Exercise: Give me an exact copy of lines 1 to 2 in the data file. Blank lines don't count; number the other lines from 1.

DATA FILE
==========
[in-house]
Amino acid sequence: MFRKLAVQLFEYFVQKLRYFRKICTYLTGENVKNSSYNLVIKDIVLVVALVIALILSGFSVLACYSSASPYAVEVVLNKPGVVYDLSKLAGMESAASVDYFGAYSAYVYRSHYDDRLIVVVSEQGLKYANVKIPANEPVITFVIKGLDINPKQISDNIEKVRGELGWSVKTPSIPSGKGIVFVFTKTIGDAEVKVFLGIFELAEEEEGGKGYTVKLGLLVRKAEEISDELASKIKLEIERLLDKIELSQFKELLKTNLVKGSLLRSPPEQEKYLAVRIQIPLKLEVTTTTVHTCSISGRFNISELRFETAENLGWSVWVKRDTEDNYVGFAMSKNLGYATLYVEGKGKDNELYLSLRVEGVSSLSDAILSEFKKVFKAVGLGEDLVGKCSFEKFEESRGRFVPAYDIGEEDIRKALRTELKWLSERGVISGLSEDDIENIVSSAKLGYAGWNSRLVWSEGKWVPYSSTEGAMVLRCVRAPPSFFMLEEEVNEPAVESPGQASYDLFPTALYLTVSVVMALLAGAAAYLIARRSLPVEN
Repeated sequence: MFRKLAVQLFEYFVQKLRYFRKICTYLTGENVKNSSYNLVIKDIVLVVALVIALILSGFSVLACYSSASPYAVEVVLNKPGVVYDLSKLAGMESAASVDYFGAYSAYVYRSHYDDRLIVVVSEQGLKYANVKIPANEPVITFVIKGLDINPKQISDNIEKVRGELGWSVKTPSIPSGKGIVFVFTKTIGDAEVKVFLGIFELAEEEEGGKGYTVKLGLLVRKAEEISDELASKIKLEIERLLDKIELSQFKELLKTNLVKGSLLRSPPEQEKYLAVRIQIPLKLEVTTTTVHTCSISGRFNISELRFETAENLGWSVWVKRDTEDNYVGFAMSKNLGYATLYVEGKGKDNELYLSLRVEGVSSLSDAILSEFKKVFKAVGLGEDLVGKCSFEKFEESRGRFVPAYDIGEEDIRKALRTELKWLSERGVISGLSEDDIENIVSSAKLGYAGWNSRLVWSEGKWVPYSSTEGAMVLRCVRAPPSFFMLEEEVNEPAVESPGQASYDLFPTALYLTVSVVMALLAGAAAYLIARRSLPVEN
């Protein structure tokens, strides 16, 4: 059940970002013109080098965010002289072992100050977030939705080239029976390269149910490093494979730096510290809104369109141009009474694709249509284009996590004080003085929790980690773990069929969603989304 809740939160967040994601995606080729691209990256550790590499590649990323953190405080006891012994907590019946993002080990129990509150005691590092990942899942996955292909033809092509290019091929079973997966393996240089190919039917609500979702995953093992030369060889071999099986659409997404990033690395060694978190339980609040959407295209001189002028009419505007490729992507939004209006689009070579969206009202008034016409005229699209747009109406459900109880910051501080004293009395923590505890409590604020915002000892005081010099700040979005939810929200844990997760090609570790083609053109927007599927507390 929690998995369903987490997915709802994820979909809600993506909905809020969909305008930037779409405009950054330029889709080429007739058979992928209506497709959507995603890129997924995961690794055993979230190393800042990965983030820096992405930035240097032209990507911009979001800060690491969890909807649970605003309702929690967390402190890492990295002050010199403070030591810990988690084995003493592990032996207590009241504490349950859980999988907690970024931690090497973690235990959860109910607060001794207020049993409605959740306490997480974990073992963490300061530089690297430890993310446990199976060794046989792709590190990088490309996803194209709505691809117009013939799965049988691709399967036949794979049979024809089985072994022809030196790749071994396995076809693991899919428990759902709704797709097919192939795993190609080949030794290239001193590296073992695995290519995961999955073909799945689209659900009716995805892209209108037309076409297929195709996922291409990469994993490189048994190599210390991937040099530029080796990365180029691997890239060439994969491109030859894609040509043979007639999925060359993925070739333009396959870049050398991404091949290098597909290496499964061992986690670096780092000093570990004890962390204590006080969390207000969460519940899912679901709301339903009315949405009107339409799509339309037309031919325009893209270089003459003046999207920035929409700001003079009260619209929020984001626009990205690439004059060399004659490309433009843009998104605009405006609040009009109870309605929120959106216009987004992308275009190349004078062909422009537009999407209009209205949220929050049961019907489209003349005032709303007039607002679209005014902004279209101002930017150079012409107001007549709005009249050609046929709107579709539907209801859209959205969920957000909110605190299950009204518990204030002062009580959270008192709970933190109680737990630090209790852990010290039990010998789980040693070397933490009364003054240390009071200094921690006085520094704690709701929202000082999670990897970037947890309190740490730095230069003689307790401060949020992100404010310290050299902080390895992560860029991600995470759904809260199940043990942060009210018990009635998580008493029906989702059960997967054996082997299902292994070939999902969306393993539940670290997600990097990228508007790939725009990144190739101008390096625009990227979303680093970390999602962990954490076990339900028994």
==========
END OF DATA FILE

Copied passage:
[in-house]
Amino acid sequence: MFRKLAVQLFEYFVQKLRYFRKICTYLTGENVKNSSYNLVIKDIVLVVALVIALILSGFSVLACYSSASPYAVEVVLNKPGVVYDLSKLAGMESAASVDYFGAYSAYVYRSHYDDRLIVVVSEQGLKYANVKIPANEPVITFVIKGLDINPKQISDNIEKVRGELGWSVKTPSIPSGKGIVFVFTKTIGDAEVKVFLGIFELAEEEEGGKGYTVKLGLLVRKAEEISDELASKIKLEIERLLDKIELSQFKELLKTNLVKGSLLRSPPEQEKYLAVRIQIPLKLEVTTTTVHTCSISGRFNISELRFETAENLGWSVWVKRDTEDNYVGFAMSKNLGYATLYVEGKGKDNELYLSLRVEGVSSLSDAILSEFKKVFKAVGLGEDLVGKCSFEKFEESRGRFVPAYDIGEEDIRKALRTELKWLSERGVISGLSEDDIENIVSSAKLGYAGWNSRLVWSEGKWVPYSSTEGAMVLRCVRAPPSFFMLEEEVNEPAVESPGQASYDLFPTALYLTVSVVMALLAGAAAYLIARRSLPVEN